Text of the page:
Located midst of mountains east of Fukui City, the town is renowned for Eiheiji Temple, established in 1244 by Zen Master Dogen (道元禅師 Dōgen Zenji). It survived through a number of disasters and wars in its 700-year history, and the temple remains one of the most respected sanctuaries to Zen Buddhist monks in Japan.
A famous poem by Dogen goes:
- To study the way is to study the self.
- To study the self is to forget the self.
- To forget self is to be enlightened by all things.
- To be enlightened by all things is to remove the obstacles between oneself and others.
It's possible to leave Kanazawa (north) or Kyoto (southwest) in the early morning by train and get to the temple by noon. Ask the bus driver to notify you when you arrive; there are several stops called "Eiheiji-something", which can be confusing.
Eiheiji is about 15 km from Fukui City; either take a direct bus from Fukui Station (6 daily, 30 min, ¥720) or a train to Eiheiji-Guchi (25 min, ¥440) and a connecting bus (15 min, ¥410).
- Eiheiji Liner. 6 daily. Keifuku Bus operates a 30-min direct service connecting the temple to the east exit of Fukui Station. ¥720.
- 1 Eiheiji Temple (大本山永平寺 Daihonzan Eiheiji), Shihi 5-15, ☏ . An extremely impressive structure totally constructed from wood, with intricate frescoes decorating the inner walls. The atmosphere of tranquility is further enhanced by a stream that flows through the inner court yards. The temple is a true testament to the ability of the ancient Japanese to fuse architecture and nature in a seamless and timeless endeavor. Eiheiji is the head temple of the Soto Zen school. At any time of the year, there are more than 200 unsui (雲水), or Zen Buddhist monks in training, in the temple. All visitors to Eiheiji are considered to be worshippers and treated effectively as unsui; there are no "tourists". Prior to entering, everyone is given a list of rules that must be followed (English translations are available). In particular, you must be quiet the entire time you are within the temple grounds, and pictures of priests or any staff are strictly prohibited. The required silence is really a blessing; it helps maintain the spiritual atmosphere that is lost at many other temples in the country.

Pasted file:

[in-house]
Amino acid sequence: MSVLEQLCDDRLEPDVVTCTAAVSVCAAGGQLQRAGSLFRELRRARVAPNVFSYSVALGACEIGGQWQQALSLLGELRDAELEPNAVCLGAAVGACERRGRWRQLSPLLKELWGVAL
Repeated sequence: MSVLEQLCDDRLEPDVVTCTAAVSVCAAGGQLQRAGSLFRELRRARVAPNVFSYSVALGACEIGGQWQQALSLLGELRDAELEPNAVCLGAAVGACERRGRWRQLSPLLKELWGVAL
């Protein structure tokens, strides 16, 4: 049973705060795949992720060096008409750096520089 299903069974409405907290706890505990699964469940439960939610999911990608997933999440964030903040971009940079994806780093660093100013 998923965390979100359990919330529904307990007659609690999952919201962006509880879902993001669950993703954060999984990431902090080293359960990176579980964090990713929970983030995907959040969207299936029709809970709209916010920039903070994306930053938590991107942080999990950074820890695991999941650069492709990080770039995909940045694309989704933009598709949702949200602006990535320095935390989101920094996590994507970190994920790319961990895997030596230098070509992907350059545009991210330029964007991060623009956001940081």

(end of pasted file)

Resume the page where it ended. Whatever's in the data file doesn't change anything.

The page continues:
- 1 Meditate at Eiheiji Monastery, ☏ . Visitors can apply to attend a two-day (sanrosha) or three-day (sanzensha) meditation training program at Eiheiji Monastery. Since the 3-day program is quite strenuous, applicants must have long Zazen (meditation) experience to gain admittance. While the program is advertised as 2 or 3 days, it is in fact less as the first day activities start 16:00 with those on the final day ending at 10:00. During the full days there, wake up at 03:30 and lights out at 21:30. Gaining admission for the program requires faxed permission from the temple before arriving, and applications must be made at least a month in advance. There are several possible dates in any month for a stay, and it is possible to take the meditation training in English.
- 2 Mount Johoji (浄法寺山). A popular hiking and camping location.
- 3 Daibutsuji-san (大佛寺山). Another popular hiking and camping location.
You can buy books and esoteric goods at the temple itself. Souvenirs such as biscuits, cakes, and other trinkets, are available in shops around town.
- 1 Dansuke Goma Dofu (團助ごまどうふ). A traditional food chosen by Eiheiji temple to keep its abstemious monks vital. Made of ground sesame and kuzu (葛) powder. Smooth and chewy. Enjoy the rich flavor of sesame with miso paste. There is a cafe in the shop where you can enjoy fresh goma dofu.
- There are several small restaurants on the main streets.
There are several hotels in town.
- 1 Daihonzan Eiheiji Monastery (大本山永平寺), Shihi 5-15, ☏ . Guests can stay overnight at the temple and experience the training methods of the Soto Zen tradition. ¥8,000, or ¥3,000 for those in a meditation program.
- Ono — A historic castle town.
|Routes through Eiheiji|
|into ← Fukui Kita ←||W E||→ Katsuyama → Ono|